Research Article: CytoBinning: Immunological insights from multi-dimensional data

Date Published: October 31, 2018

Publisher: Public Library of Science

Author(s): Yang Shen, Benjamin Chaigne-Delalande, Richard W. J. Lee, Wolfgang Losert, Niklas K. Björkström.


New cytometric techniques continue to push the boundaries of multi-parameter quantitative data acquisition at the single-cell level particularly in immunology and medicine. Sophisticated analysis methods for such ever higher dimensional datasets are rapidly emerging, with advanced data representations and dimensional reduction approaches. However, these are not yet standardized and clinical scientists and cell biologists are not yet experienced in their interpretation. More fundamentally their range of statistical validity is not yet fully established. We therefore propose a new method for the automated and unbiased analysis of high-dimensional single cell datasets that is simple and robust, with the goal of reducing this complex information into a familiar 2D scatter plot representation that is of immediate utility to a range of biomedical and clinical settings. Using publicly available flow cytometry and mass cytometry datasets we demonstrate that this method (termed CytoBinning), recapitulates the results of traditional manual cytometric analyses and leads to new and testable hypotheses.

Partial Text

Cytometry is a multi-parameter single-cell measurement technique that is widely used in biological and clinical studies [1–6]. One of the main uses of flow cytometry, which has had a major impact across the fields of immunology and medicine, is to differentiate immune cells compositions among cell types or patients. Modern flow cytometers can routinely measure 15–20 cellular markers on millions of cells from dozens of samples in one experiment, and can sort cells into subpopulations based on those markers. Recently mass cytometry has expanded the number of markers that can be measured simultaneously to 100, though the technique is destructive to cells and does not allow for sorting. The conventional way of analyzing flow cytometry data uses a gating strategy which requires the manual selection of regions of interest (ROI) on sequential 2D scatterplots. This type of analysis is very labor intensive and inefficient for such large datasets and also suffers from subjectivity in both the sequence of 2D scatterplots and selection of thresholds (ROI) [3,4,7–10]. Therefore, as both the number of cells analyzed and the number of markers quantified for each cell have grown over the past decade, novel automated and unbiased analysis methods for flow cytometry data are emerging [11].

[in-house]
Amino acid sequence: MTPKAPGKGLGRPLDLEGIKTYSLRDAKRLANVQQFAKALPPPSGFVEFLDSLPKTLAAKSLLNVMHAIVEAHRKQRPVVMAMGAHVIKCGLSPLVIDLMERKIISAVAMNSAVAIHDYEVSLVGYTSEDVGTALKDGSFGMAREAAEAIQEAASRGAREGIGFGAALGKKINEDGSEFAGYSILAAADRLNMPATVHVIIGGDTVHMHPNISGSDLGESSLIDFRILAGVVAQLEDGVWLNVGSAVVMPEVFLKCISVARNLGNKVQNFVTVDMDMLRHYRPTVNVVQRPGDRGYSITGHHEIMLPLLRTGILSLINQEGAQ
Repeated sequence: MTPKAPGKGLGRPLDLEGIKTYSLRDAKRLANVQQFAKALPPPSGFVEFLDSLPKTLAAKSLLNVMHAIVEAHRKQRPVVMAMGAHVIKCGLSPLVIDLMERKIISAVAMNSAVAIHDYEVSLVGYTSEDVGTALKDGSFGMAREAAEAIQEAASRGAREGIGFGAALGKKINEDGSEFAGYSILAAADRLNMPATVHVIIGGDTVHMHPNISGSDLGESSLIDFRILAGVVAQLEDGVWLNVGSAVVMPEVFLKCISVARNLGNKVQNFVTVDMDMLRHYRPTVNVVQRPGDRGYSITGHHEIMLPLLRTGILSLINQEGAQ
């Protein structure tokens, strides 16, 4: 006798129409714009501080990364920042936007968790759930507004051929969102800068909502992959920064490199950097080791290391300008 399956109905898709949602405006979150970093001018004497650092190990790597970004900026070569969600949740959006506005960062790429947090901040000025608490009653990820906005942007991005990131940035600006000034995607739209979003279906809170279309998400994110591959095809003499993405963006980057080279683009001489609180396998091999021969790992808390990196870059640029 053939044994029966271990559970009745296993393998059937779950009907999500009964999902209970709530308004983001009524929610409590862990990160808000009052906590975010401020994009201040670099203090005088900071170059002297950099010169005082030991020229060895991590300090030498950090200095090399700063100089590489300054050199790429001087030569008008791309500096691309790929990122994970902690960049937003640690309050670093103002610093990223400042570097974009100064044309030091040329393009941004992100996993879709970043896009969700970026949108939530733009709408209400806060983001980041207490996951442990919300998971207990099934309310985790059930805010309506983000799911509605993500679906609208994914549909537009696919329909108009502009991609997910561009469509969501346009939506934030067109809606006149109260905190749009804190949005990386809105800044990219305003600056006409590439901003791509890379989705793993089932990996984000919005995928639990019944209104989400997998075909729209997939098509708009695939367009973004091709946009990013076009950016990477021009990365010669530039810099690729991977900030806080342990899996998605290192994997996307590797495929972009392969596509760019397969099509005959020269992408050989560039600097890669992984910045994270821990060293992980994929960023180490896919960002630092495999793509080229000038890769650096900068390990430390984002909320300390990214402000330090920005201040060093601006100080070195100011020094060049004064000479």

We synthesized two point-patterns based on the expression of two virtual markers: maker A and marker B. Ten samples were generated for each point-pattern. The first point-pattern, called pattern A, consists of three point-clusters. Two large clusters each contain 5,000 points and a third relatively small cluster contains about 2,000 points. The three clusters are randomly sampled from Gaussian distributions that centered at point (0, 4), (0, -4) and (4, 0) with standard deviation 2, 2, and 1 respectively. The second point-pattern, called pattern B, also consists of three point-clusters. The two large clusters are generated in the same way as point-pattern A, however, the third smaller point-pattern only contains 200 to 500 points, sampled from a Gaussian distribution centered at point (-4, 6) with standard deviation 1 (S1 Fig).

The complexity of cytometry data has increased significantly in the last few years due to the advancement in experimental techniques that enable measurements of dozens of parameters on each cell for millions of cells [9]. Novel analysis algorithms are being introduced at a rapid pace to deal with this data deluge that identify clusters of cells and project the high dimensional information graphically in innovative ways. However, many biomedical researchers and clinicians do not (yet) have the intuition to interpret the novel graphic representations and translate them into hypotheses and actions. There is also the flaw that nearest neighbors are not meaningful in high dimensions, which is a phenomenon referred to as the “curse of dimensionality” [33,34]. Here we introduce a simpler, alternative approach we term CytoBinning. Our analysis approach combines automation of a more traditional workflow (as advocated in [34]) and machine learning which links the high dimensional data back to two biomarkers which can be represented as 2D scatter plots. The 2D scatter plot outputs are designed to be directly interpretable by biomedical researchers and clinicians, who have an established intuition for the meaning of these graphics. Thus, we are able to leverage their existing expertise in interpreting these kinds of scatterplots. When the differences in phenotype are small, CytoBinning is able to further focus the researcher or clinician’s attention by identifying, which specific regions of the scatter plot exhibits the most notable differences between two groups of donors, allowing subtle shifts in the immune phenotype to be highlighted.




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